Late in the evening of October 4, 2015, Williamsburg Regional Hospital Maintenance Director Sean Cottrell was driving back to work due to the intense rain inundating his Kingstree, SC facility.
Eventually, he was driving with his car partially submerged underwater. “I knew I had to just keep driving if I was going to make it,” he recalls vividly.
Over that fateful weekend, Kingstree—the county seat of Williamsburg—would experience 31 inches of rainfall, massive flooding, and become stranded from the outside world as the Black River overflowed and made the small town a virtual island.
The hospital, although a large, sturdy facility, did not fare well.
“There was 4 million pounds of pressure from the rainfall on the roof,” admits Cottrell. “It couldn’t drain the water fast enough. We had a lake on the roof.”
Williamsburg is a critical access hospital, which means it serves a small, rural population and receives cost-based reimbursement for Medicare services. This is done to reduce the financial vulnerability of rural hospitals and improve access to healthcare by keeping essential services in those communities. In other words, they are a small but vital force for their patients and could ill-afford what was about to happen in the months that followed the storm.
When the rain stopped, the water didn’t.
“Waterfalls would happen in the most unbelievable places,” says CEO Sharon Poston with a shake of her head. “The pharmacy had a concrete wall that just turned into a waterfall. We were scratching our heads at where the water was coming from.”
As it turns out, the immense weight of the water on the roof had shifted the drainage system, so much that water filtered out in inappropriate places, with much of it ending up directly underneath the hospital. Cottrell says they estimated that the fire department pumped nearly 6,000 gallons of water from the run-off below the structure.
The combination of sitting water, which eventually led to black mold, and the old building’s dangerous amount of asbestos meant that the hospital’s air quality was becoming unsafe. The staff evacuated the space room by room, bed by bed, as the situation continued to deteriorate. Eventually, after receiving permission from DHEC to go to “zero census,” the hospital made the decision to temporarily suspend services for the sake of public health on February 5, 2016. Williamsburg Regional Hospital was now grappling with a second storm.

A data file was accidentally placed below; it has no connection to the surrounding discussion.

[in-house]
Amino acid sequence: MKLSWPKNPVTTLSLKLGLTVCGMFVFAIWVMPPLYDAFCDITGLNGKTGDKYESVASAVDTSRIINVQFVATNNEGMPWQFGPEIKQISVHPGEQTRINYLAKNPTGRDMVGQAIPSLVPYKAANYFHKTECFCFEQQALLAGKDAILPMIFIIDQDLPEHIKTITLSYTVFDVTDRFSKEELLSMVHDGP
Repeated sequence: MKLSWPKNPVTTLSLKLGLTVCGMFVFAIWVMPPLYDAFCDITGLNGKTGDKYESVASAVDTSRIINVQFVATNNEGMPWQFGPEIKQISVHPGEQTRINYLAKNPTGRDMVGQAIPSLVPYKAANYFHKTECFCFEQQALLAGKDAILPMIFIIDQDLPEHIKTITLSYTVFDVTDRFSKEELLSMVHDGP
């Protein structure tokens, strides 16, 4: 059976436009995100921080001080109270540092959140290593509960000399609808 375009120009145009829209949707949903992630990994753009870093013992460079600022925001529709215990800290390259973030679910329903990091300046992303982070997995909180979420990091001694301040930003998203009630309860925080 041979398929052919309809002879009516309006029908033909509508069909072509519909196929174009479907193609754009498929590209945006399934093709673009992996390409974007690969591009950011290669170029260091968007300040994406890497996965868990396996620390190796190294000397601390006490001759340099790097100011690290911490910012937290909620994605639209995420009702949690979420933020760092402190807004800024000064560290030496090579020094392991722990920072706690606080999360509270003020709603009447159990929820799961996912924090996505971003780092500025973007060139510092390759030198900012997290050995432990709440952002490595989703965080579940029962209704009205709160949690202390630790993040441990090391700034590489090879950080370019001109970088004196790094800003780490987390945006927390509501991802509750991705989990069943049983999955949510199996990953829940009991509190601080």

What followed was an incredibly chaotic period, but clear through it all was the resiliency of the hospital, its leadership and its community. In a press release announcing the suspension of services, the hospital laid out a plan for constructing a modular temporary hospital that would take the place of its main building. In the meantime, the rural health clinic would be open 24 hours a day and the hospital would rapidly set up a temporary emergency room that would be online within weeks.
“We are NOT abandoning the citizens of Williamsburg County and the surrounding areas,” a Facebook post explaining the situation said. “Please rest assured that every effort is being made to restore full service as quickly as possible.”
The plan was a tall order—the hospital would need to work closely with FEMA and DHEC to make this temporary facility happen, while juggling a staff that would be out of work and skeptical of the hospital’s ability to turn the page.
True to their word, though, a modular emergency room was quickly constructed and became operational on April 22, 2016, which restored some of the most critical services that Williamsburg provides.